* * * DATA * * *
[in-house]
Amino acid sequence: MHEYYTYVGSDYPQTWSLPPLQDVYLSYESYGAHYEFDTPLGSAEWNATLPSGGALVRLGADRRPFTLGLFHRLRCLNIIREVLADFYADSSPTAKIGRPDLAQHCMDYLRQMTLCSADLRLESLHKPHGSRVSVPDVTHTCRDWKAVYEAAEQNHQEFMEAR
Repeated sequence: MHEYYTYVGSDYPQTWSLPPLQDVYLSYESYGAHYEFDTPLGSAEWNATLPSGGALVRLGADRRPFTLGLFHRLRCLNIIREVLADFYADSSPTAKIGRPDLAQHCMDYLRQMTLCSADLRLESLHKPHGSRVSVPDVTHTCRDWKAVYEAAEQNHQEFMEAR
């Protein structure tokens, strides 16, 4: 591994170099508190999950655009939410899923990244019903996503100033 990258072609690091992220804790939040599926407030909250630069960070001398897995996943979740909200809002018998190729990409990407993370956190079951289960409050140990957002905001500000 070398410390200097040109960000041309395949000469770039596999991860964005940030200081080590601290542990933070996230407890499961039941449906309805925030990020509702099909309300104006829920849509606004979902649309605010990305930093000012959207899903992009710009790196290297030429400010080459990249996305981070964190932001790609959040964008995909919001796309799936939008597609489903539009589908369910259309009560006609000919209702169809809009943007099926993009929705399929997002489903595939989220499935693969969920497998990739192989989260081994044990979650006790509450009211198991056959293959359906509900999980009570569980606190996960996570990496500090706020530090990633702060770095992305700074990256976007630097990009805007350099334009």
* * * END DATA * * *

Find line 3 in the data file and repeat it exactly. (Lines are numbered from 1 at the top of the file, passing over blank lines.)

Repeated sequence: MHEYYTYVGSDYPQTWSLPPLQDVYLSYESYGAHYEFDTPLGSAEWNATLPSGGALVRLGADRRPFTLGLFHRLRCLNIIREVLADFYADSSPTAKIGRPDLAQHCMDYLRQMTLCSADLRLESLHKPHGSRVSVPDVTHTCRDWKAVYEAAEQNHQEFMEAR